How to Avoid Unnecessary Pain and Expense When a Loved One Dies

Q. I recently read in a Virginia publication about a man who was grieving the loss of his mother, who died during the Coronavirus pandemic, while experiencing what he referred to as the “awful business of settling the estate.” He goes on to describe the headaches involved with closing her investment accounts and nightmare of dealing with the telecommunications company.

I decided to ask my son to be the executor of my estate, but I would hate for him to have to deal with the things the author described. Do law firms, such as Farr Law Firm, deal with estate administration to alleviate these types of headaches? Also, what is involved in being an executor, so I can explain what the role will entail? Thanks so much for your help!

A. In the article you are referring to, “The Death Game: Big Corporations and Tactics they Use to Drain Money from the Departed,” author Bob Lewis describes the nightmare experience he had an as executor of his mother’s estate.

Similar to many people, Lewis didn’t know what to expect and how demanding his role would be as executor. He didn’t anticipate the incredible expenditure of time and energy it would take to liquidate, transfer, and consolidate his mother’s financial assets, which he accurately describes to be similar to a full-time job for four months!

The Biggest Hurdles Lewis Faced as an Executor

Lewis’ biggest hurdles came from the bank when he was trying to liquidate his mother’s brokerage accounts and was sent to numerous places and people and given contradictory advice until he got an accurate answer from someone, and only after many painful and wasted hours was the issue finally resolved. He also experienced a trying situation with the telecommunications company when he attempted to cancel home telephone, internet and TV services, to close the account, and to discontinue the $200 monthly drafts on his mother’s bank account. Despite his calls and his pleas to cancel, each new month brought new phone, internet, and TV bills, necessitating multiple follow-up calls each time. After three months of calling, he finally got a letter from the telecommunications company alerting him that the draft had been canceled and imploring him to reestablish it, which he of course would never do because his mother passed away and the company was a nightmare to deal with! Lewis didn’t release any company names but he believes from his experience that “these companies are not alone in making it all but impossible to close and settle the dead’s accounts from which they profit, even marginally.” Luckily, there are ways to avoid such nightmares, as I will explain later in this article.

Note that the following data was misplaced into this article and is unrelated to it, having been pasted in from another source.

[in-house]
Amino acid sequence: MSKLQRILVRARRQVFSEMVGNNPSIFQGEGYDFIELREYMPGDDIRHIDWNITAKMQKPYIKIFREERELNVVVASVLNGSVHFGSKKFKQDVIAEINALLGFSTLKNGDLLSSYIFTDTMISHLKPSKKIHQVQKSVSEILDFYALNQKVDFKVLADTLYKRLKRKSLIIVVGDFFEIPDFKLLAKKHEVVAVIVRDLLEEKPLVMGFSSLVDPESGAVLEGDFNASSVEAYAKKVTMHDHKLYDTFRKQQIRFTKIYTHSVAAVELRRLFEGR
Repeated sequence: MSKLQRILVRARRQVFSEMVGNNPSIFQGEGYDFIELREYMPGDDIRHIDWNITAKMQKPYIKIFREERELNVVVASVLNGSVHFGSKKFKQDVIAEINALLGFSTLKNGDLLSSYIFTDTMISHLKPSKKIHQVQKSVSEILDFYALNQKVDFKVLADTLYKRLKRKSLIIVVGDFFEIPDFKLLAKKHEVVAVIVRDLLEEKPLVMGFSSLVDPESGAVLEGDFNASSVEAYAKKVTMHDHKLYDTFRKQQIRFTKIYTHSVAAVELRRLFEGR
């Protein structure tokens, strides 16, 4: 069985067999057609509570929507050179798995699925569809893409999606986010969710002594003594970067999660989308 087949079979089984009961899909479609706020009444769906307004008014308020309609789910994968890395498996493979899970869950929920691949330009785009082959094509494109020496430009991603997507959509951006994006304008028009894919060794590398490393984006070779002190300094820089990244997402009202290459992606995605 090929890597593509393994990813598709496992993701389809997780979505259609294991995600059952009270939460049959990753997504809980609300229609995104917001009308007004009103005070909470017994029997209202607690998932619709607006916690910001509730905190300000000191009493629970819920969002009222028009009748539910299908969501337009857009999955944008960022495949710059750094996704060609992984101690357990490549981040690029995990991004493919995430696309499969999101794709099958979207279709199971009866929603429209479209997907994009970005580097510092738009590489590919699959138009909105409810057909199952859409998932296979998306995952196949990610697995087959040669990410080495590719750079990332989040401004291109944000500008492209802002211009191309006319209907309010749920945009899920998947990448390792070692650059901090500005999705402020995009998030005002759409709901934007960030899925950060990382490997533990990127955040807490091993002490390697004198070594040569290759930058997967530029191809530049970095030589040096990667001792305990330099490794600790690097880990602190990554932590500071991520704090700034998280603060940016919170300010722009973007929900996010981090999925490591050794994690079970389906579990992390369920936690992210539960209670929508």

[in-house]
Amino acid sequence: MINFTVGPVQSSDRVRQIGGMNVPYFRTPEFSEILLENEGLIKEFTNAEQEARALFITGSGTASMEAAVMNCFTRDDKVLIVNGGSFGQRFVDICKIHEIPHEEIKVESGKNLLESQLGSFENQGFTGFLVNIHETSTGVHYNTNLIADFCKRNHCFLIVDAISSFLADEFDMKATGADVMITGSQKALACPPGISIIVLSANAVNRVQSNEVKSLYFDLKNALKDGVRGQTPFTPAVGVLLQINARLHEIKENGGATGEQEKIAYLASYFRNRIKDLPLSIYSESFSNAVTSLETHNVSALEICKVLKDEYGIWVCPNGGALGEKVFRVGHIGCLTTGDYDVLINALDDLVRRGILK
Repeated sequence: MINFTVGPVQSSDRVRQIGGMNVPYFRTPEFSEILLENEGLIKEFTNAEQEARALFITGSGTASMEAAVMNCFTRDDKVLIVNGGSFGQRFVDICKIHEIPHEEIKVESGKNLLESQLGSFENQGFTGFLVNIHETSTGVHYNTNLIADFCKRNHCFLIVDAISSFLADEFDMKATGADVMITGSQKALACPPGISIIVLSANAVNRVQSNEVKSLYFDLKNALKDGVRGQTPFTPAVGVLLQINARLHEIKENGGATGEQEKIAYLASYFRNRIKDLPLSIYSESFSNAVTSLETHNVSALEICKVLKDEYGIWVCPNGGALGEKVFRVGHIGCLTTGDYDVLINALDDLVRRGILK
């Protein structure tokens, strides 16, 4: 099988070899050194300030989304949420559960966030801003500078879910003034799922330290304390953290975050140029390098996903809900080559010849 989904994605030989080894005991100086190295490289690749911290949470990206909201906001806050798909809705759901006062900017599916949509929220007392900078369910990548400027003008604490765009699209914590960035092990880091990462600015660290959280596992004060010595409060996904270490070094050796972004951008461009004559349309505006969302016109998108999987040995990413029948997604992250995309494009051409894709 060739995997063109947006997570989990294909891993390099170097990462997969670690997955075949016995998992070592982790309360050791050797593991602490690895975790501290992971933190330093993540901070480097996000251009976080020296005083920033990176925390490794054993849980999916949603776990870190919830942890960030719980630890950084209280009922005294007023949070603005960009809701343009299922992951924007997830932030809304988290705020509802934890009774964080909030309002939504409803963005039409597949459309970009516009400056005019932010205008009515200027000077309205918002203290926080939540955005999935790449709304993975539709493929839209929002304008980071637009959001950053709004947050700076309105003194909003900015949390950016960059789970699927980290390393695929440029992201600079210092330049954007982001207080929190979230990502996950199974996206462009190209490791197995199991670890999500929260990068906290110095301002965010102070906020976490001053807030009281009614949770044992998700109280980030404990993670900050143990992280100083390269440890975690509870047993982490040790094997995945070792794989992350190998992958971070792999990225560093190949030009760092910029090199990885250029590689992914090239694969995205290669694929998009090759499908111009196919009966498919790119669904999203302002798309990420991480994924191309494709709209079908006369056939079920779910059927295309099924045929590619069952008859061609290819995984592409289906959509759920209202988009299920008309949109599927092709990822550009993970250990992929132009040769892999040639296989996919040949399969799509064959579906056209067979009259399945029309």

What Does an Executor Do?

Being an executor is an arduous task, as you can see from Lewis’ experience. In the past, we have written about executors and what their roles entail. In a nutshell, an executor is responsible for closing accounts, as Lewis did, and many other duties, as follows:

Fiduciary Duty: Executors must act with honesty and good faith, and in the best interest of the beneficiaries of the estate.

Probate:  It is the executor’s first responsibility to probate the Will, which involves filing of numerous documents with the court system, and the payment of probate taxes, executor’s commissions, and other costs and fees that will typically consume 5% to 8% of an estate. Often, funds cannot be disbursed without the approval of a probate judge or commissioner.

Managing/Disbursing Assets: The executor locates, manages, and disburses the assets of the estate. He or she determines the value of all estate assets such as real estate. In many cases, such property will need to be liquidated in order to pay the estate’s debts.

Burial Expenses: One of the frequent responsibilities of an executor is to use the estate’s funds to pay for funeral and burial expenses, or to reimburse a family member who may have paid for those things because of the urgency of the situation. The funeral home will also provide the executor with copies of the death certificate, which will be needed for several purposes, including closing financial accounts, canceling any federal benefit payments, and filing the final income tax return.